• Grant Myers of Huron – Myers pleaded guilty Aug. 8 to one count of workers’ compensation fraud, a first-degree misdemeanor. He was sentenced to 30 days incarceration, suspended. He paid BWC $11,566 in restitution.
  •  Stacy Driskell of Cedar Park, Texas – Driskell pleaded guilty Aug. 3 to one count of workers’ compensation fraud, a first-degree misdemeanor, after investigators found her working for a mortgage lending law firm in Texas while collecting BWC benefits. A judge fined Driskell $300 plus court costs. Prior to the plea, Driskell paid full restitution of $3,056 to BWC.

To report suspected workers’ compensation fraud, call 1-800-644-6292 or visit bwc.ohio.gov.

2,000 Fraud Hotline calls in 10 months!

By Jeff Baker, Program Administrator, BWC Special Investigations Department

We have received 2,000 calls since we launched our new Fraud Hotline system ten months ago during International Fraud Awareness Week 2017. The 200 calls a month, means we have received nearly 10 each work day, or more than one every working hour!

In our November 14, 2017 blog, we noted that calling the BWC Fraud Hotline is the most interactive and direct way for you to report an allegation of fraud. Our hotline puts you in direct contact with an agent in our Special Investigations Department, one ready and willing to listen to your concerns.

Our hotline agents have years of investigative knowledge, skills and experience securing the essential information from sources. Whether the fraud hotline agent is Connor, Jake, Jeff, Karen, Karie or Loryn, or any of our 25 fraud analysts assigned to our special investigations unit statewide, callers know within seconds that they have reached a committed, respectful professional.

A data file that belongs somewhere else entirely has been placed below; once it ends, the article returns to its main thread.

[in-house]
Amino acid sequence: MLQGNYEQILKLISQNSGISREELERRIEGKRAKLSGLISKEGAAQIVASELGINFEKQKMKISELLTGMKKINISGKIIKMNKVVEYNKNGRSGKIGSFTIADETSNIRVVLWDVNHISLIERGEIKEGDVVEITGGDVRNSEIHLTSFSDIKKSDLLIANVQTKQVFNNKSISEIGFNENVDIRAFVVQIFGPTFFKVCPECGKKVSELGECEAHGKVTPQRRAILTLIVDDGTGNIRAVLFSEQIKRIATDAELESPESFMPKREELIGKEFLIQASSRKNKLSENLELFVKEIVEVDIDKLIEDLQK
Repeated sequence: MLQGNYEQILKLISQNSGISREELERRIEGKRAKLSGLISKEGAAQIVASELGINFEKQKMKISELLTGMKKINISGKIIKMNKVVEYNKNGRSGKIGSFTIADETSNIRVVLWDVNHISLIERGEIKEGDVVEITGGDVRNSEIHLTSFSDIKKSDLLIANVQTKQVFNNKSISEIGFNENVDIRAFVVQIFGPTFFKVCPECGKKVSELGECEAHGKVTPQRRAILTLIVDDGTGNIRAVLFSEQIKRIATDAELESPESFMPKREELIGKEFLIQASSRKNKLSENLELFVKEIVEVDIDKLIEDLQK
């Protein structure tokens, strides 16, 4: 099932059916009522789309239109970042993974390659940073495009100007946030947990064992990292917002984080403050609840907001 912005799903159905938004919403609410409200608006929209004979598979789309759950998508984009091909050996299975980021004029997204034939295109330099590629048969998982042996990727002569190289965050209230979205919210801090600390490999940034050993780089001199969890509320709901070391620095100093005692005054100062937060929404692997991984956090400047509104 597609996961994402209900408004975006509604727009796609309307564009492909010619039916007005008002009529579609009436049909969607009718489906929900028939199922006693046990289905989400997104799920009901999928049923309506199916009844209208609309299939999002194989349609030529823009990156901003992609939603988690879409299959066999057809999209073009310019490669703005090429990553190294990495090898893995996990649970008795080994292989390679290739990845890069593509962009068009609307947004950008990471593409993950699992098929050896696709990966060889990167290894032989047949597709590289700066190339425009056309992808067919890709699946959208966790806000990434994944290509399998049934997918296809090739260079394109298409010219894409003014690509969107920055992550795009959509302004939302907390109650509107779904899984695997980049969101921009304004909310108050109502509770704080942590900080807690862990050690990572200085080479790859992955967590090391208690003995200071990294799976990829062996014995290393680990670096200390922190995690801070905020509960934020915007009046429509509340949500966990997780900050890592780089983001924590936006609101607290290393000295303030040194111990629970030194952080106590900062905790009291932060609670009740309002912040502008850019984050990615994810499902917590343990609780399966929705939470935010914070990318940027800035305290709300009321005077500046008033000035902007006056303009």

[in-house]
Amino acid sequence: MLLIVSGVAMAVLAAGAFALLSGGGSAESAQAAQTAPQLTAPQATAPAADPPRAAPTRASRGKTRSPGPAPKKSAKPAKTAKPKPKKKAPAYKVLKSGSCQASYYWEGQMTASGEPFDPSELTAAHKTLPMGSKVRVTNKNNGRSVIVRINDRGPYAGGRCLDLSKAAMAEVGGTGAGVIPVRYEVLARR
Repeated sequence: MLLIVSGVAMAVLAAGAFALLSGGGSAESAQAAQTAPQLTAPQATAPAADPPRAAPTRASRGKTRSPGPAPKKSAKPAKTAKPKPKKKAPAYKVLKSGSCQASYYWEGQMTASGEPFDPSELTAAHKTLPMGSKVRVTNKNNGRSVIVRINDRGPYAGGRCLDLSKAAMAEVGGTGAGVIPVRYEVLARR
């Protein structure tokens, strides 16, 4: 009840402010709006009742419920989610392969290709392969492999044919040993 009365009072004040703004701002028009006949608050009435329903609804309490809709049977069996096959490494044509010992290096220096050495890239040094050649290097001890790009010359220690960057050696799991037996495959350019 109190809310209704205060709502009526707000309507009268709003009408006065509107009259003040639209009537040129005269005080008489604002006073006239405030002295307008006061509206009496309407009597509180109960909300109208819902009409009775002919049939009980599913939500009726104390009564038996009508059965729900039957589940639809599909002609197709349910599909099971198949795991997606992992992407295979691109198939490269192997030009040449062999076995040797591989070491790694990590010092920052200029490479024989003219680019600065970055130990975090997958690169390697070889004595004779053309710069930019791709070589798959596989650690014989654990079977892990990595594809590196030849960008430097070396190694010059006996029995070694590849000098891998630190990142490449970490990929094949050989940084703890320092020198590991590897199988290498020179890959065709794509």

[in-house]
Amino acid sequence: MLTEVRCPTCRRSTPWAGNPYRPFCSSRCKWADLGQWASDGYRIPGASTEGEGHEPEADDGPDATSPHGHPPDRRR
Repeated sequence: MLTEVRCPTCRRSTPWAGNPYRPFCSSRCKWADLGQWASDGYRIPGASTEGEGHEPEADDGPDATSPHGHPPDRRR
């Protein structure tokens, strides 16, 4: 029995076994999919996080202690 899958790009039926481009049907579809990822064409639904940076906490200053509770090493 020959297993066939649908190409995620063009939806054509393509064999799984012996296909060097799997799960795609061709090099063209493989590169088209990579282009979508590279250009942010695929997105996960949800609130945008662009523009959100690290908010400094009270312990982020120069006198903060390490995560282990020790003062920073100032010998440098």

These same agents also receive and process fraud referral forms submitted by sources who report their suspicions via a Report Fraud link on bwc.ohio.gov. Just last month, for example, the convictions of Jason C. Smith and Walter M. Patterson were the result of fraud referral forms submitted to our hotline.

If you’re concerned about the alleged fraudster discovering your identity, rest assured. Your identity may remain either anonymous or confidential, depending on your preference. In addition, you don’t need to prove any facts or even have 100 percent confidence in your suspicion. You need only to suspect that fraud may have occurred or continues to occur. We’ll take care of the rest.

We look forward to hearing from you, so give us a call at 1-800-644-6292 if you suspect fraud. We will conduct the investigation and determine the facts. Together, we are successfully combatting workers’ compensation fraud in Ohio – one call and referral form at a time.

Thank you for your support!

Cleveland-area bartender served felony conviction for workers’ comp fraud

Euclid woman owes BWC more than $25K in restitution

A Cleveland-area bartender must reimburse the Ohio Bureau of Workers’ Compensation (BWC) more than $25,000 after pleading guilty Tuesday to a fifth-degree felony count of workers’ compensation fraud.

BWC learned in late 2016 that Euclid resident Clarice L. Ward was not attending her physical therapy appointments for her workplace injury and that the BWC-contracted company managing her care couldn’t reach her. As BWC investigated her case, the agency received an anonymous tip that Ward was working at Final Score Bar in Willowick, Ohio, while collecting BWC disability benefits.

“Ms. Ward would not cooperate with our investigators, so we interviewed her former employer and obtained evidence proving her fraudulent activity,” said Jim Wernecke, director of BWC’s special investigations department.

Ward, 40, pleaded guilty Tuesday in the Cuyahoga County Court of Common Pleas, where the judge sentenced her to six months in prison, suspended for five years of community control, and ordered her to pay BWC $26,578 in restitution.

To report suspected workers’ compensation fraud, call 1-800-644-6292 or visit bwc.ohio.gov.